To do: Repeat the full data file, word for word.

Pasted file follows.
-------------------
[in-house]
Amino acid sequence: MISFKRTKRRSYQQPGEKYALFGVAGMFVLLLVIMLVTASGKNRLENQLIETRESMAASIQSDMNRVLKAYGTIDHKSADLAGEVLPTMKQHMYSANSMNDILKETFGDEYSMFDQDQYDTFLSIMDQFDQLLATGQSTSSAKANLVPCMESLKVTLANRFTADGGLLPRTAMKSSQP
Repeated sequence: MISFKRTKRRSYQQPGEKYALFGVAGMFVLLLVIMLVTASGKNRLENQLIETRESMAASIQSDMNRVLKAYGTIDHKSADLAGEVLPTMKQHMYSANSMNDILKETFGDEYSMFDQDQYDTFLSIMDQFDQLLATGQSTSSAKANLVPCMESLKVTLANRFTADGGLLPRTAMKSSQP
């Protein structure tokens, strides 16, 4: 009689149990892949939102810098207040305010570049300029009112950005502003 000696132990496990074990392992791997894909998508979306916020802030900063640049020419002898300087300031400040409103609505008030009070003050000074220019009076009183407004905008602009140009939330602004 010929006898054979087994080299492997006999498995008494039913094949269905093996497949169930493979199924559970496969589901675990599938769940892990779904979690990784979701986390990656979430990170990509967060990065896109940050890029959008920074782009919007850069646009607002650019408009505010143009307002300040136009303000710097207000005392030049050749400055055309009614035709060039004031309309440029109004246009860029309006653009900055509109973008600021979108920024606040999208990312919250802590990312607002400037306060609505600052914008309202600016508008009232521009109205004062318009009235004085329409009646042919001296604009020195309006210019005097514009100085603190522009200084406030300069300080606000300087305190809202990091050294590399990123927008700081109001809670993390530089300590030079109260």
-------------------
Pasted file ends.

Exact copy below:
[in-house]
Amino acid sequence: MISFKRTKRRSYQQPGEKYALFGVAGMFVLLLVIMLVTASGKNRLENQLIETRESMAASIQSDMNRVLKAYGTIDHKSADLAGEVLPTMKQHMYSANSMNDILKETFGDEYSMFDQDQYDTFLSIMDQFDQLLATGQSTSSAKANLVPCMESLKVTLANRFTADGGLLPRTAMKSSQP
Repeated sequence: MISFKRTKRRSYQQPGEKYALFGVAGMFVLLLVIMLVTASGKNRLENQLIETRESMAASIQSDMNRVLKAYGTIDHKSADLAGEVLPTMKQHMYSANSMNDILKETFGDEYSMFDQDQYDTFLSIMDQFDQLLATGQSTSSAKANLVPCMESLKVTLANRFTADGGLLPRTAMKSSQP
């Protein structure tokens, strides 16, 4: 009689149990892949939102810098207040305010570049300029009112950005502003 000696132990496990074990392992791997894909998508979306916020802030900063640049020419002898300087300031400040409103609505008030009070003050000074220019009076009183407004905008602009140009939330602004 010929006898054979087994080299492997006999498995008494039913094949269905093996497949169930493979199924559970496969589901675990599938769940892990779904979690990784979701986390990656979430990170990509967060990065896109940050890029959008920074782009919007850069646009607002650019408009505010143009307002300040136009303000710097207000005392030049050749400055055309009614035709060039004031309309440029109004246009860029309006653009900055509109973008600021979108920024606040999208990312919250802590990312607002400037306060609505600052914008309202600016508008009232521009109205004062318009009235004085329409009646042919001296604009020195309006210019005097514009100085603190522009200084406030300069300080606000300087305190809202990091050294590399990123927008700081109001809670993390530089300590030079109260």